Changing face of the supermodel
Runway season is right around the corner and from New York to Tokyo, glamazons will be strutting down runways for fashion weeks around the globe. It will be an endless parade of beautiful models, who are tall, lean and stoic. But, their lithe look isn’t the only attribute that distinguishes them, for some it’s their fame too–not as supermodels but as celebrities: actors, musicians, and athletes.
Just this past weekend in Milan, Ed Westwick of Gossip Girl hit the runway for Philipp Plein’s Spring/Summer 2013 show and last month U.S. Olympians graced the cover of Vogue. With so many celebrities moonlighting as models on the runway and in ad campaigns one has to wonder will celebrities replace models? It’s not a new quandary, but a relevant one that has not truly been answered.
In advertisements and occasionally on the runway, we are seeing celebrities take the role of supermodel. Remember the days when models rose to be superstars like the well known trio that reigned supreme in the 90s called “The Trinity,” which included Naomi Campbell, Christie Turlington, and Linda Evangelista. Today, we still have a few famous faces in modeling including Karlie Kloss, Chanel Iman, and of course, veterans such as Heidi Klum and Gisele Bundchen.
But looking at fashion magazine covers and brand advertisements, it makes you wonder if the supermodel is a dying breed. After all, celebrities are easily identifiable. Designers want to sell their clothing and publishers want to sell their magazines and in order to appeal to a broader audience and increase exposure, they seek the faces of celebrities. What better way than for viewers to see their designer confections on people they recognize or have an affinity towards? Even magazines such as Vogue and W exclusively feature celebs on the cover of their monthly issues.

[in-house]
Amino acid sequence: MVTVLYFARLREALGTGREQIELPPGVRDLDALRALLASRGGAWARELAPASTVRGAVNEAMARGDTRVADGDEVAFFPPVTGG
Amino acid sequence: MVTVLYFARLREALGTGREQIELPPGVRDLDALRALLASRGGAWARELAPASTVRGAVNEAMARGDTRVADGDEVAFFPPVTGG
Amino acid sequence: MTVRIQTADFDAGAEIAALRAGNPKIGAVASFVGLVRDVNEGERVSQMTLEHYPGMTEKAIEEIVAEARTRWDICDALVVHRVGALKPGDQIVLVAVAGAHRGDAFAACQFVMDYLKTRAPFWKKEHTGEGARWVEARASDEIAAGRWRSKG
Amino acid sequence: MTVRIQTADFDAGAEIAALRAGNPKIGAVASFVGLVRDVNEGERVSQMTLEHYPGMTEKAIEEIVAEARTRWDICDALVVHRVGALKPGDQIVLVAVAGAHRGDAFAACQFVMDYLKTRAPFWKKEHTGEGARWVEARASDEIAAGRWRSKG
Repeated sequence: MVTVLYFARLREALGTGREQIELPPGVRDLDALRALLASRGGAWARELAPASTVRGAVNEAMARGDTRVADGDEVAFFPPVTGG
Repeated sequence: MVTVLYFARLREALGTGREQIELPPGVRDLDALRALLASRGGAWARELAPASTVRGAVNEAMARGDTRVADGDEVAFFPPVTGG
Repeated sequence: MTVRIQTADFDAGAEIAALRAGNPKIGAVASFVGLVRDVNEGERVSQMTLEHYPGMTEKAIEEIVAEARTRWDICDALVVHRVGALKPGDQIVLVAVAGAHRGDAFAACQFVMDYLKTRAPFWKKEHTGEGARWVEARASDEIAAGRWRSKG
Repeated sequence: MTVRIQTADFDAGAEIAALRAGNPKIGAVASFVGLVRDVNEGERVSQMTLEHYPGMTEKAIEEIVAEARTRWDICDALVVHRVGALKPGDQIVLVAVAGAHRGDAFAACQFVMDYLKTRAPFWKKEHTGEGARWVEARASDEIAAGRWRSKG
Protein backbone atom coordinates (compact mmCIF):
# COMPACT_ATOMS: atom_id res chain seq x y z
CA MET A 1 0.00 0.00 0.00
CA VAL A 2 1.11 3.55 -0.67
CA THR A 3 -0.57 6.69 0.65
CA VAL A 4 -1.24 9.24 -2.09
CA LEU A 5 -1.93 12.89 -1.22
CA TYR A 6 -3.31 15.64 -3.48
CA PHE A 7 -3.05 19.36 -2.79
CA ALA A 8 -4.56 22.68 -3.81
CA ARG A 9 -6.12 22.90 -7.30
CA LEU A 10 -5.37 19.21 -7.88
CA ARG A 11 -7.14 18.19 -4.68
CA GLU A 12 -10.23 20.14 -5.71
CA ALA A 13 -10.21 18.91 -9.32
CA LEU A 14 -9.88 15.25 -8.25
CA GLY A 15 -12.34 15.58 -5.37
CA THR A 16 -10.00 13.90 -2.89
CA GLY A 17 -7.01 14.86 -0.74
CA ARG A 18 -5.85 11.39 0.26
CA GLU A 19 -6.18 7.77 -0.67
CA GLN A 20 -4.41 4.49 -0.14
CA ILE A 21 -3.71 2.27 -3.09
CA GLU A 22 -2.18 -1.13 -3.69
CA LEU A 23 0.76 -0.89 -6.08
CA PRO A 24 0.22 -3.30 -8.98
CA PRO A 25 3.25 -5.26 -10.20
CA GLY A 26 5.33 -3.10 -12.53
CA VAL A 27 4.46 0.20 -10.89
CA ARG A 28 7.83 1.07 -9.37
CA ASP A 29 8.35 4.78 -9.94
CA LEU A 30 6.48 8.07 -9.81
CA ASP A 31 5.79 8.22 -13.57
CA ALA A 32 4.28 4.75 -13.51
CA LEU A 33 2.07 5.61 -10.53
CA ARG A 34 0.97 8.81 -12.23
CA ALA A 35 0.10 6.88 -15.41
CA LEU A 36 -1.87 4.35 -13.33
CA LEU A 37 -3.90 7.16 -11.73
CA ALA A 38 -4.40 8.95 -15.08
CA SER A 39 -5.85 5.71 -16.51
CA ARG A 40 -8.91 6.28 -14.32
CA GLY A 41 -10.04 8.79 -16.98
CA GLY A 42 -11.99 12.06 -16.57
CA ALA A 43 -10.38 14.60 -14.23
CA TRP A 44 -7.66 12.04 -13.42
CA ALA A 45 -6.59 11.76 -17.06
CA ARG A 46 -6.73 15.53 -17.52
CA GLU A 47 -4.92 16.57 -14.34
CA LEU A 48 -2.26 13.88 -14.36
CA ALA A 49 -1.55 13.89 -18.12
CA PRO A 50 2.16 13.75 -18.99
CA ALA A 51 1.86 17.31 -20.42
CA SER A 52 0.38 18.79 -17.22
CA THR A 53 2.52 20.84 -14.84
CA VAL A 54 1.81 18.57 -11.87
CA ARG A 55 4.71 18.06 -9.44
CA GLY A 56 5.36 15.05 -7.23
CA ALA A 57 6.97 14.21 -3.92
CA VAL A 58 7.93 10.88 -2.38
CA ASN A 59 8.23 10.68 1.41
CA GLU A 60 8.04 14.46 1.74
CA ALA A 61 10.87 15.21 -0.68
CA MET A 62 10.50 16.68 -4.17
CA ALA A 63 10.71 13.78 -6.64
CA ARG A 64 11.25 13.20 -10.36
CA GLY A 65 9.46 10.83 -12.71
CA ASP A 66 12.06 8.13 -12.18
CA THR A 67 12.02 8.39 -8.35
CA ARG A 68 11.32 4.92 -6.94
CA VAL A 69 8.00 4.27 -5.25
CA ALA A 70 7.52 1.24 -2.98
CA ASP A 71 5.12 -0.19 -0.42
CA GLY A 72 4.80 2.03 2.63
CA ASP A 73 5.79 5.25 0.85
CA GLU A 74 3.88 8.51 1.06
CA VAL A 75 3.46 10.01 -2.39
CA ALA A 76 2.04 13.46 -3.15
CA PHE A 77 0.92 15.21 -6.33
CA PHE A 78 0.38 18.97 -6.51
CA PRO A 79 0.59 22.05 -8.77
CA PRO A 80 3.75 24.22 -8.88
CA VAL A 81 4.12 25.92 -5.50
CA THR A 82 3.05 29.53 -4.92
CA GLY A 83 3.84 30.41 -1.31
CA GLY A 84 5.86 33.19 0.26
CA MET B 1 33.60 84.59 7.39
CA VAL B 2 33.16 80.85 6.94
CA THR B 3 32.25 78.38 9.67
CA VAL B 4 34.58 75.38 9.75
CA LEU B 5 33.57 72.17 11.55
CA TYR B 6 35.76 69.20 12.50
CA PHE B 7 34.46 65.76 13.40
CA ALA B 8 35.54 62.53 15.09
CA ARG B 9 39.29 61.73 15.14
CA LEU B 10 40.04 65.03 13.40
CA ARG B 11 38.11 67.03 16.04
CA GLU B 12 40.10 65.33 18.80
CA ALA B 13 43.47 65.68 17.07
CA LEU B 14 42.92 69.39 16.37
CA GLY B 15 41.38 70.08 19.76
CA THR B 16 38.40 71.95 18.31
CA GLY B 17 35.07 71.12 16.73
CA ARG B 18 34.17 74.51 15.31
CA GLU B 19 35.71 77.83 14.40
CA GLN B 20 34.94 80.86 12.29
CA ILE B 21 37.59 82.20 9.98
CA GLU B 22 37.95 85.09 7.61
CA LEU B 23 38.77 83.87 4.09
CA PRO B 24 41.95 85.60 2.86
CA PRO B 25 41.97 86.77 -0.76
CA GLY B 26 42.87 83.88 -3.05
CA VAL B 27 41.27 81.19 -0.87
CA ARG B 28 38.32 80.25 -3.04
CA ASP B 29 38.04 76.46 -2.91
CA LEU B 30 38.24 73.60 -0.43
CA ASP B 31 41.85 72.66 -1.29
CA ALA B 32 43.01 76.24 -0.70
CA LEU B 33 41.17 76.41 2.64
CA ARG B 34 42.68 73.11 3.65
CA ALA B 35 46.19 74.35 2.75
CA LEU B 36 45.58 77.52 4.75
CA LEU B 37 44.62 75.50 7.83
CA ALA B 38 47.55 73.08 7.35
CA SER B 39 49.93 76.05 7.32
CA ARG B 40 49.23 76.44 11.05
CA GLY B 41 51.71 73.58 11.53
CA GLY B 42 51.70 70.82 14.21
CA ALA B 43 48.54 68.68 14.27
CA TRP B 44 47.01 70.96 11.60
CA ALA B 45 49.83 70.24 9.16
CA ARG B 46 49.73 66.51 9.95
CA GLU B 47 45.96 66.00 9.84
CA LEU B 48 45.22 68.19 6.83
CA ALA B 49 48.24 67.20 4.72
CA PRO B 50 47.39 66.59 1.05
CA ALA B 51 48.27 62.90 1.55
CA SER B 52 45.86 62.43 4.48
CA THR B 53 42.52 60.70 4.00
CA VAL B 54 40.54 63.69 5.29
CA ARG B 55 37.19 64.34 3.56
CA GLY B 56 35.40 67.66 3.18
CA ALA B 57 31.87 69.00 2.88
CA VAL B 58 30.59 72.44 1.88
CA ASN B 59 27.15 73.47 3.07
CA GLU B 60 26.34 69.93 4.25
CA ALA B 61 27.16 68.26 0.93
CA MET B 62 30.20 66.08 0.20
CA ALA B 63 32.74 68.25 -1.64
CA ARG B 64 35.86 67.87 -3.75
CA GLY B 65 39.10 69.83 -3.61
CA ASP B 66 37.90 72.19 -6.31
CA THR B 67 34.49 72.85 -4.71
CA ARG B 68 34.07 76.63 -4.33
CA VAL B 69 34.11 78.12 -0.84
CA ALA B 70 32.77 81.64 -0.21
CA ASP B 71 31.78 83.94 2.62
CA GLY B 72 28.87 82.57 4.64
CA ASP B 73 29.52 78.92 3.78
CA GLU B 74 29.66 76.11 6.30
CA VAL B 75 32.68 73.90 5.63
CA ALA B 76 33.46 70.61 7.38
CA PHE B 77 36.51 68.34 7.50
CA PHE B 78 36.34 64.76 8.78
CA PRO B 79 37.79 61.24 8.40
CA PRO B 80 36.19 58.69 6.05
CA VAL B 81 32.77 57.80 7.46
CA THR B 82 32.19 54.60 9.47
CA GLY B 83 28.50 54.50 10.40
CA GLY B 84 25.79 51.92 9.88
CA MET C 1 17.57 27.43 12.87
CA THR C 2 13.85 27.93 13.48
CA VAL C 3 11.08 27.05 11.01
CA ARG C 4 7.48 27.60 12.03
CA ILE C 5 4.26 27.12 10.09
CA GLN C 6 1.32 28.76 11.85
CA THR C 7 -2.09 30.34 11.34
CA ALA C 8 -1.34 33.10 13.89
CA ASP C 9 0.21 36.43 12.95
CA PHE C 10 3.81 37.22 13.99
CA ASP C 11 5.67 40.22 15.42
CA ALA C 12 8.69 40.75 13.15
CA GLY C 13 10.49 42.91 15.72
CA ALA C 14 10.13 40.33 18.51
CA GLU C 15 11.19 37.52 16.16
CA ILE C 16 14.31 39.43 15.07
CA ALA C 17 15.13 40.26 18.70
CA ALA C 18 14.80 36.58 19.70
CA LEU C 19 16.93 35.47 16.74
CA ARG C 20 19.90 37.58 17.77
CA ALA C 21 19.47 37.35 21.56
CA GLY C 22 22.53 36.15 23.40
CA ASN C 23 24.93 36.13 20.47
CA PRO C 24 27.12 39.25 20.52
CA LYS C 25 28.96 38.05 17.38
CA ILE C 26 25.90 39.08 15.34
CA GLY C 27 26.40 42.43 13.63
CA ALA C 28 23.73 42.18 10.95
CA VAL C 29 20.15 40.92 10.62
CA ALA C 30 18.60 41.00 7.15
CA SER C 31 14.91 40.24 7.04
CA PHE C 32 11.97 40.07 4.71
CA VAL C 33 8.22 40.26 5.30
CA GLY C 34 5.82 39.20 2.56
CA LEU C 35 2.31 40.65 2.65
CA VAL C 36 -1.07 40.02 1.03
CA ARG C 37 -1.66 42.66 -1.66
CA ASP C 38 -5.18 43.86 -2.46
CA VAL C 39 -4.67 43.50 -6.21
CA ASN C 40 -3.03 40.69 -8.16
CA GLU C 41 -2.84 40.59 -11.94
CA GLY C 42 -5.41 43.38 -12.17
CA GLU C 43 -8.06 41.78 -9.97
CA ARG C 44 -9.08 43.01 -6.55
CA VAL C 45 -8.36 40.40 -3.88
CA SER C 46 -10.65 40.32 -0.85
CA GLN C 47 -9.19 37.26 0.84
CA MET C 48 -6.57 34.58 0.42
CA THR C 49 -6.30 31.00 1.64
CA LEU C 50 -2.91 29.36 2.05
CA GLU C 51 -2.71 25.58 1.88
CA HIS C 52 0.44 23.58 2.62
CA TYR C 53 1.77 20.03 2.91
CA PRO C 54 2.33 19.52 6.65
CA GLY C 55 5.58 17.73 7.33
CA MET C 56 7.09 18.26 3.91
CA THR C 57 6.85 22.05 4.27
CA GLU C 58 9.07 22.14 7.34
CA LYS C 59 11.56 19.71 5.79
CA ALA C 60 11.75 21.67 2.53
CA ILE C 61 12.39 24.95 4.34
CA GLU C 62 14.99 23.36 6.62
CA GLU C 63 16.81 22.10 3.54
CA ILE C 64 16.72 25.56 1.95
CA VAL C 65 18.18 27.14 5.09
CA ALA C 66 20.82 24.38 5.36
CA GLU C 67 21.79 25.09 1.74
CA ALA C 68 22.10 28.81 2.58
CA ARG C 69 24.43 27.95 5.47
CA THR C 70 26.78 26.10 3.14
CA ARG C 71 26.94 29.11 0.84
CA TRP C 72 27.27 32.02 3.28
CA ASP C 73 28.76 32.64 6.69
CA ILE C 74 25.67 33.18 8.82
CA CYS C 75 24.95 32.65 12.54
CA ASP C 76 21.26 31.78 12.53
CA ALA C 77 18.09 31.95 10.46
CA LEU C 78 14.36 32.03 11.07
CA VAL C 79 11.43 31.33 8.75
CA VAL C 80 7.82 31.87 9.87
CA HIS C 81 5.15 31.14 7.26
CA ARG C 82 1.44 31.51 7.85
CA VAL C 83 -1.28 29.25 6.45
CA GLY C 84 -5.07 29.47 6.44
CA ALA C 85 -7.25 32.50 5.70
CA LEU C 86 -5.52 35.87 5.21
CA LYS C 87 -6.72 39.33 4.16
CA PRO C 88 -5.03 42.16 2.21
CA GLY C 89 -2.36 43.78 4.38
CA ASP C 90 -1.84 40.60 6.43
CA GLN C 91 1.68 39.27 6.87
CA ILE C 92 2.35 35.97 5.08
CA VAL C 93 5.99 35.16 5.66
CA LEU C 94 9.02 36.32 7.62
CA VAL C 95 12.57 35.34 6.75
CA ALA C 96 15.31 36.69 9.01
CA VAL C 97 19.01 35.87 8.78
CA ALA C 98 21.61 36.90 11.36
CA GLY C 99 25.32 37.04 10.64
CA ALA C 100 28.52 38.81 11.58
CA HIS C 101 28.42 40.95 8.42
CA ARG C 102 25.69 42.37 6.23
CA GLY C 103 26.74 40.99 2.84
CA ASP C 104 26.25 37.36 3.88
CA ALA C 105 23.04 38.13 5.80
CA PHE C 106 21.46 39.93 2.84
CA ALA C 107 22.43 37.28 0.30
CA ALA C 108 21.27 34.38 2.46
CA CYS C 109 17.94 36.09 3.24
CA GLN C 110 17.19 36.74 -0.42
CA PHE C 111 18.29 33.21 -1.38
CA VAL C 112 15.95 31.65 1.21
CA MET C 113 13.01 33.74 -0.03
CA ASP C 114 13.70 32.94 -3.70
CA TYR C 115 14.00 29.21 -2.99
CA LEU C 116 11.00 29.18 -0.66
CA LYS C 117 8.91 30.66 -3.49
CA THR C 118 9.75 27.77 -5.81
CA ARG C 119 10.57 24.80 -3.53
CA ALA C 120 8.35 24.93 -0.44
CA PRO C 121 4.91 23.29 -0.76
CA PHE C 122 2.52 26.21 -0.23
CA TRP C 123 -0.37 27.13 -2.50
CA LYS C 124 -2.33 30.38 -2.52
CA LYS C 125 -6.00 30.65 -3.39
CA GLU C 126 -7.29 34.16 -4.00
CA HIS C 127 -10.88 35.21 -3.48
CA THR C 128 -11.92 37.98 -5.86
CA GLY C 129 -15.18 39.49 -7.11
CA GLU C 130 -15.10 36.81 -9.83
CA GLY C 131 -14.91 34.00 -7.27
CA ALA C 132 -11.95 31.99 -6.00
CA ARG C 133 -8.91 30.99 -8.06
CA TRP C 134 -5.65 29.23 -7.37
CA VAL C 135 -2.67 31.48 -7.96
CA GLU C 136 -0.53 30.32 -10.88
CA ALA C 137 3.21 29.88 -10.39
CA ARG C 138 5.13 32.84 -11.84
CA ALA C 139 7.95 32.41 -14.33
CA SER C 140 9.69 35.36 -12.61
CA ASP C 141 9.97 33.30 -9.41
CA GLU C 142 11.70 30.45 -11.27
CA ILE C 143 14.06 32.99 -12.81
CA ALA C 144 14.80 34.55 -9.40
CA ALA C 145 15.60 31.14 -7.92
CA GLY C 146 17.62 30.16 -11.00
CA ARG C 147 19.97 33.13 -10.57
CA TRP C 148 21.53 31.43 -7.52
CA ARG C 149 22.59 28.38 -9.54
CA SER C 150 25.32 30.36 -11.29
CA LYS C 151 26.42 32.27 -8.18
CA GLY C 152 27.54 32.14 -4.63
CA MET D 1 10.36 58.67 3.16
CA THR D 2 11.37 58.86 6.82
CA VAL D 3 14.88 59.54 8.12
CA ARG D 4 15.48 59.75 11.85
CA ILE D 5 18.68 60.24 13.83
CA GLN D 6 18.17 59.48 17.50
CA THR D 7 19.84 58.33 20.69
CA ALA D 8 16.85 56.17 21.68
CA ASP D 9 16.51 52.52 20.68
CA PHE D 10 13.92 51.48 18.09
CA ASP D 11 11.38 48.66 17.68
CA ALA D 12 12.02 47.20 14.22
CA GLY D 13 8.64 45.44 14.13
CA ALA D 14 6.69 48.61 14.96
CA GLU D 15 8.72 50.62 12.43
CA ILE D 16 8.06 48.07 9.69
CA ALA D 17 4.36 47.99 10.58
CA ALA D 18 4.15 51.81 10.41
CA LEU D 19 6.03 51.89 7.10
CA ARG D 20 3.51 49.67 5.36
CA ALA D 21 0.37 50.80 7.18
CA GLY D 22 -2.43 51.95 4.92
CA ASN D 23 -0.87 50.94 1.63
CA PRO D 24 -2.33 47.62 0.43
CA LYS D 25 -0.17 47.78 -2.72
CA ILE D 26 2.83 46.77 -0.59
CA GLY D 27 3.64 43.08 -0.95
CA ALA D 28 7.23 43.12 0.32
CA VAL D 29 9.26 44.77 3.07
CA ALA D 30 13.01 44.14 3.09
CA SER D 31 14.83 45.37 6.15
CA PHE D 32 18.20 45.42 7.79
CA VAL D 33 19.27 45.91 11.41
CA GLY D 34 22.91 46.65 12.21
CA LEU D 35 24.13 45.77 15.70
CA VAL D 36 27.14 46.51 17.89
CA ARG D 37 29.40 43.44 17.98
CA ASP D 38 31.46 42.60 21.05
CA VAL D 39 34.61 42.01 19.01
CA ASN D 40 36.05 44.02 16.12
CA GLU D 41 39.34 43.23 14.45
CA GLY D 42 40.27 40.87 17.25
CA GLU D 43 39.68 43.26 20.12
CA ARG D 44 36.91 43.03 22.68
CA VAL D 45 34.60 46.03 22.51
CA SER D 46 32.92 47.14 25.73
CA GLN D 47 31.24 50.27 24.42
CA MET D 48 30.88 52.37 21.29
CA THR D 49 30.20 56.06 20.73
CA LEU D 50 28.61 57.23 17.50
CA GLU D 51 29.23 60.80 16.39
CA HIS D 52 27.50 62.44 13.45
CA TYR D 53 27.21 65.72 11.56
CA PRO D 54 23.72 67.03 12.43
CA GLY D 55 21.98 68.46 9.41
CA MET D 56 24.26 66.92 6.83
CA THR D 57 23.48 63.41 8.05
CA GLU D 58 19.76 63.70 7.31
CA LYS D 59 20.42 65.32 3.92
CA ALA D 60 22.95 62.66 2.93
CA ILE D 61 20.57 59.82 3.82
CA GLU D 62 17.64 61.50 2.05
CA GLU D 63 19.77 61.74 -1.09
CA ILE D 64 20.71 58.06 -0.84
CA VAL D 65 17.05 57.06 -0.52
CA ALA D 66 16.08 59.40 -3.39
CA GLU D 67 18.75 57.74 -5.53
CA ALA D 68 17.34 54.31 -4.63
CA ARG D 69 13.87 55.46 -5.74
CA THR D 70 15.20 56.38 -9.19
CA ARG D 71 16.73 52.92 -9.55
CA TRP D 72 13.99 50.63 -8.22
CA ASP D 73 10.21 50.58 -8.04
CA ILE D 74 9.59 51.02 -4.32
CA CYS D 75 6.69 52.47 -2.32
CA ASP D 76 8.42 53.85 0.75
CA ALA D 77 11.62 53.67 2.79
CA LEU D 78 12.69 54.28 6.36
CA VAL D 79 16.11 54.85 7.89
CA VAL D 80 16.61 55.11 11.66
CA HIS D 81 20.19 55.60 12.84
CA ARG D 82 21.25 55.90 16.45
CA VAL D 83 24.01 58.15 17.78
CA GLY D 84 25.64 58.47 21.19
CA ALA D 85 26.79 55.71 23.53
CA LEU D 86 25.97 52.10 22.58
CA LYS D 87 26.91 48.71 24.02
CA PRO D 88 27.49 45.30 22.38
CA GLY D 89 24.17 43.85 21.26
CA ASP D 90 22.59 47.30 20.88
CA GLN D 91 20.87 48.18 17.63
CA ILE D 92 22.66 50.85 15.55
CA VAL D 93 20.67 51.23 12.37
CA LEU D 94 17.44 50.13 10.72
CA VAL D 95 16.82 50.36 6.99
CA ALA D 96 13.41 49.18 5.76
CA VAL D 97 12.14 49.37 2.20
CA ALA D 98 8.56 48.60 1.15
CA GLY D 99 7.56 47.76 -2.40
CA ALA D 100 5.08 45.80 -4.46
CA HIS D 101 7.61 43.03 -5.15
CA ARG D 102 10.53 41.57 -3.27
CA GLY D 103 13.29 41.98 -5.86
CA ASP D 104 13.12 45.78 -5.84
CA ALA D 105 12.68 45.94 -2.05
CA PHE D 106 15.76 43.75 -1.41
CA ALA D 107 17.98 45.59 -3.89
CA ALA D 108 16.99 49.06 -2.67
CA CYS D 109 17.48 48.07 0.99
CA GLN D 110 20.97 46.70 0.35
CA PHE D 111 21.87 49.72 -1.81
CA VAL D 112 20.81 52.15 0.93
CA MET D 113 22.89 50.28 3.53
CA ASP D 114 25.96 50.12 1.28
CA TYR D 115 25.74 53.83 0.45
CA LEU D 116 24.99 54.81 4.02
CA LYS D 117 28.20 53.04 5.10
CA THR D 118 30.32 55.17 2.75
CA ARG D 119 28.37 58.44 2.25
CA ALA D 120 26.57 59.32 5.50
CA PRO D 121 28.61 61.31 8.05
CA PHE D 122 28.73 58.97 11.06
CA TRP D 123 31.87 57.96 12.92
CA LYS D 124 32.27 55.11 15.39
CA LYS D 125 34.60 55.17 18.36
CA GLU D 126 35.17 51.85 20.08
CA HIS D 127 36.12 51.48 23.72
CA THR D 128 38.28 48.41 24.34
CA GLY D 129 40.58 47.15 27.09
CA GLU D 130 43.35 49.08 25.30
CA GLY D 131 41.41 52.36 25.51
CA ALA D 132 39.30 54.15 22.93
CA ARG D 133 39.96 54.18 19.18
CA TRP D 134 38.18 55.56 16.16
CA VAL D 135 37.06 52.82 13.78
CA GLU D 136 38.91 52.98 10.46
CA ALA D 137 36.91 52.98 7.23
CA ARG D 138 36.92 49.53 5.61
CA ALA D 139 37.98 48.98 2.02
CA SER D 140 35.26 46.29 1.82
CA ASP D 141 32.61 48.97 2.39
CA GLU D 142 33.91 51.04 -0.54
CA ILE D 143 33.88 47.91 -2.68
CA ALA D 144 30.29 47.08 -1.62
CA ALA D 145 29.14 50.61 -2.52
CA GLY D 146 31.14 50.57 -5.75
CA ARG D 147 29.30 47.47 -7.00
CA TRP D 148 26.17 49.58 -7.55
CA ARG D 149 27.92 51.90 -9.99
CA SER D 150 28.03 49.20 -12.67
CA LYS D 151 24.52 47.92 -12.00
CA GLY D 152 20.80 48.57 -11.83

No need to bid adieu to models quite yet though, the ‘gilded age’ of the supermodel, as we knew it, may have come and gone, but there is nothing like seeing a fresh face hit the runway. What made supermodels so valuable in their era was not only how recognizable they were from runway to ad campaign, but the unique appearance they brought to the industry like the waif look of Twiggy in the 60s and the ethnic vibe of Naomi Campbell in the 90s. Designers latched on to these and took it to the next level by aligning themselves and their brands and help create the supermodel.
But in all fairness, by using celebrities, designers are able to gain notoriety from an audience who otherwise would not be familiar with their brand. Although these individuals may never become their customers, it nevertheless generates buzz, therefore putting fledgling or emerging designers to the forefront sooner than if they had relied solely on traditional runway and print models.
Then again, maybe this debate is best resolved on the catwalk, where it will be determined who will come out the victor in the battle of supermodel vs. superstar — time will tell.